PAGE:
Like it or not VR is still an up and coming category and players like Apple joining the space legitimizes it. At some point the gear needed to join the fun will be small and cheap enough to achieve mass market appeal and Meta will already be ahead of the curve in software and infrastructure so even if its producing less than stellar numbers now I think it’s a bid for the future and planning for down the road.

A smart play imho.
 

BlackTron

Gold Member
I loved the Wii u.
Had some great gameplay in "Nintendoland" that showcased how the tablet could be used With players on the TV.
The Mario vs Toad maze thing was great!
Mario on the Tablet running and trying too hide while the clock counts down and 4 other players(Toads) having too try too find you before timer runs out.
The selfie camera on the tablet showing your goofy ass smiling face as the Toads where looking for you and shouting out call signs on where they THINK you are.. and you giving it away with a dumb ass Smirk LIVE on the TV for them too see...
Such good couch game FUN!

You missed the best one, the Luigi ghost mini-game. I agree Nintendo Land alone makes it impossible for Switch to replace the WiiU. Sadly this doesn't change what a massive and legitimate failure it was.
 

Robb

Gold Member
How is it not even remotely comparable? It can be compared to automatic watches, a tea cup manufacturer, E-bikes etc for all I care if the agument is explained.
That’s on you I guess, I’d argue you should care if the opening piece is moronic or not. I won’t be reading past something like that so who cares what the end argument is at that point? You’ve already lost the reader and rendered the remaining text worthless.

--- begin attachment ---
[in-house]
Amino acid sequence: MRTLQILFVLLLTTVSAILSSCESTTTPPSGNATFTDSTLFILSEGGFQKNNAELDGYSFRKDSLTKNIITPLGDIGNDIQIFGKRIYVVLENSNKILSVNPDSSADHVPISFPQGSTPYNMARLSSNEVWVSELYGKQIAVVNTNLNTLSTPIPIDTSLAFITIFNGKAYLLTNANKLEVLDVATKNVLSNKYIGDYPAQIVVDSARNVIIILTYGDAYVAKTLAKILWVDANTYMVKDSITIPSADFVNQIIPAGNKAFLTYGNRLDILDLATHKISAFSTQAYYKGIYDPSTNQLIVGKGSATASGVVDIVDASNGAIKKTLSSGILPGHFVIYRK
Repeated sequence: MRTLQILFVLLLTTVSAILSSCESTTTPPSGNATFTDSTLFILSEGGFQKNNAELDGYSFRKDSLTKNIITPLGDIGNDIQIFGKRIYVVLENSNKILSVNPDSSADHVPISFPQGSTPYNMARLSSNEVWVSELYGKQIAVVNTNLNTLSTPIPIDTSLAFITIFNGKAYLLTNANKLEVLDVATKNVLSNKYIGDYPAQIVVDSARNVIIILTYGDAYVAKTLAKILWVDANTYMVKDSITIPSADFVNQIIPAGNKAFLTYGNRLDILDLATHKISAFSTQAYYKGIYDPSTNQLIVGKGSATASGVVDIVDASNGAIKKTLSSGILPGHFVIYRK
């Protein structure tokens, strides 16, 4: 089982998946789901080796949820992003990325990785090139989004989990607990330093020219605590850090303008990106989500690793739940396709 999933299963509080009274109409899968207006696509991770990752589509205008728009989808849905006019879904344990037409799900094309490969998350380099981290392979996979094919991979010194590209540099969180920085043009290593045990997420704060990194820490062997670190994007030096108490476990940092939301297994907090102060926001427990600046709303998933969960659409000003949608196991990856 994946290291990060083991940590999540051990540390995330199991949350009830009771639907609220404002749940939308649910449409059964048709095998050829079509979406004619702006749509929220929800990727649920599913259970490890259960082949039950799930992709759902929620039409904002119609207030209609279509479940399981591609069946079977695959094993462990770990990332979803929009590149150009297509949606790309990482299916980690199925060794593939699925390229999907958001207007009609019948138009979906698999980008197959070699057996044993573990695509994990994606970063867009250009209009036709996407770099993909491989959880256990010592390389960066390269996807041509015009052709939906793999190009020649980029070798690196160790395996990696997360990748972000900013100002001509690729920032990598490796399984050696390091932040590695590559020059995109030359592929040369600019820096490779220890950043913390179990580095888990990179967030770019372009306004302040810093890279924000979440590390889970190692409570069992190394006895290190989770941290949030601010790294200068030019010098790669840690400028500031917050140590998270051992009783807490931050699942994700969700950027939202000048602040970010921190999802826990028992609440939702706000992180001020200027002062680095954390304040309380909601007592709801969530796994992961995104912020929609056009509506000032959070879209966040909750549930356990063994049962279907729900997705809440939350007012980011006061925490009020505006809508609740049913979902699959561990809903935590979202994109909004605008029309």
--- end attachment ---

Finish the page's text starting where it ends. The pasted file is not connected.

Things aren’t static. The WiiU was a humongous flop relative to the Wii. Had the Wii sold 6M units of hardware and 50M units of software the WiiU is suddenly a success story of Nintendo more than doubling their hardware/software sales in the console space.

You can write the exact same thing about the SteamDeck;
But looked at in context, Ars' analysis suggests the SteamDeck hardware market is even lower than that for the Wii U at a similar point in its short life cycle. That's not a great comparison for SteamDeck to be facing, since the Wii U was rightly considered an embarrassing flop by the standards of the video game market.

Gee, not looking good for the SteamDeck with that WiiU comparison.
GIF by MOODMAN
 
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fart town usa

Gold Member
Not gonna lie I hardly hear anyone talking about VR, That must be a lot of closets being utilized to contain all the quest units that have sold.
It's tough and definitely an up hill battle, the big outlets rarely cover/review games and when they do it's obvious to VR players that the reviewer in question doesn't play VR much.

Big YouTube channels don't cover it much either. When people talk about exclusives and 2023 being the best year ever in gaming, VR is never mentioned even though the line up is arguably just as exciting as flat gaming.

However, VR enthusiasts are rabid and buy a ton of games. The relationship between developers and players on discord is healthy and communicative.